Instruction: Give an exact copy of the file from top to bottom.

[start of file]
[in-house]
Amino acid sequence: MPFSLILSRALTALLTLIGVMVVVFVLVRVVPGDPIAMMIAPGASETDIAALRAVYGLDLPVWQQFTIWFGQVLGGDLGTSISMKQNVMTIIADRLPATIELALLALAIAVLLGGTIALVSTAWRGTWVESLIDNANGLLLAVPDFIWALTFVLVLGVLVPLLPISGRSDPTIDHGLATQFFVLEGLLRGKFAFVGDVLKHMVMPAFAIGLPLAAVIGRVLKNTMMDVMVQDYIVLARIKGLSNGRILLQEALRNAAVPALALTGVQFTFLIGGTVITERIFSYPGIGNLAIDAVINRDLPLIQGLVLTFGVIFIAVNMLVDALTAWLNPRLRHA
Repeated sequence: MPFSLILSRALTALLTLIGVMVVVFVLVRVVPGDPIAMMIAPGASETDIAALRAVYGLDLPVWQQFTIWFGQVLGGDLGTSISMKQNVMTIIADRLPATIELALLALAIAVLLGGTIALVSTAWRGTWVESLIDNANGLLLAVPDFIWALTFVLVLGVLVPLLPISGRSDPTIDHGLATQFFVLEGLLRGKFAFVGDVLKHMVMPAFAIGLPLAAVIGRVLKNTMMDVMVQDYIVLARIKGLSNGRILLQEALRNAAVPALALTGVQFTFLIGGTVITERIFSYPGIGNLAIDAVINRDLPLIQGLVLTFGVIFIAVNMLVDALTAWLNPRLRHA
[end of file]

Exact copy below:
[in-house]
Amino acid sequence: MPFSLILSRALTALLTLIGVMVVVFVLVRVVPGDPIAMMIAPGASETDIAALRAVYGLDLPVWQQFTIWFGQVLGGDLGTSISMKQNVMTIIADRLPATIELALLALAIAVLLGGTIALVSTAWRGTWVESLIDNANGLLLAVPDFIWALTFVLVLGVLVPLLPISGRSDPTIDHGLATQFFVLEGLLRGKFAFVGDVLKHMVMPAFAIGLPLAAVIGRVLKNTMMDVMVQDYIVLARIKGLSNGRILLQEALRNAAVPALALTGVQFTFLIGGTVITERIFSYPGIGNLAIDAVINRDLPLIQGLVLTFGVIFIAVNMLVDALTAWLNPRLRHA
Repeated sequence: MPFSLILSRALTALLTLIGVMVVVFVLVRVVPGDPIAMMIAPGASETDIAALRAVYGLDLPVWQQFTIWFGQVLGGDLGTSISMKQNVMTIIADRLPATIELALLALAIAVLLGGTIALVSTAWRGTWVESLIDNANGLLLAVPDFIWALTFVLVLGVLVPLLPISGRSDPTIDHGLATQFFVLEGLLRGKFAFVGDVLKHMVMPAFAIGLPLAAVIGRVLKNTMMDVMVQDYIVLARIKGLSNGRILLQEALRNAAVPALALTGVQFTFLIGGTVITERIFSYPGIGNLAIDAVINRDLPLIQGLVLTFGVIFIAVNMLVDALTAWLNPRLRHA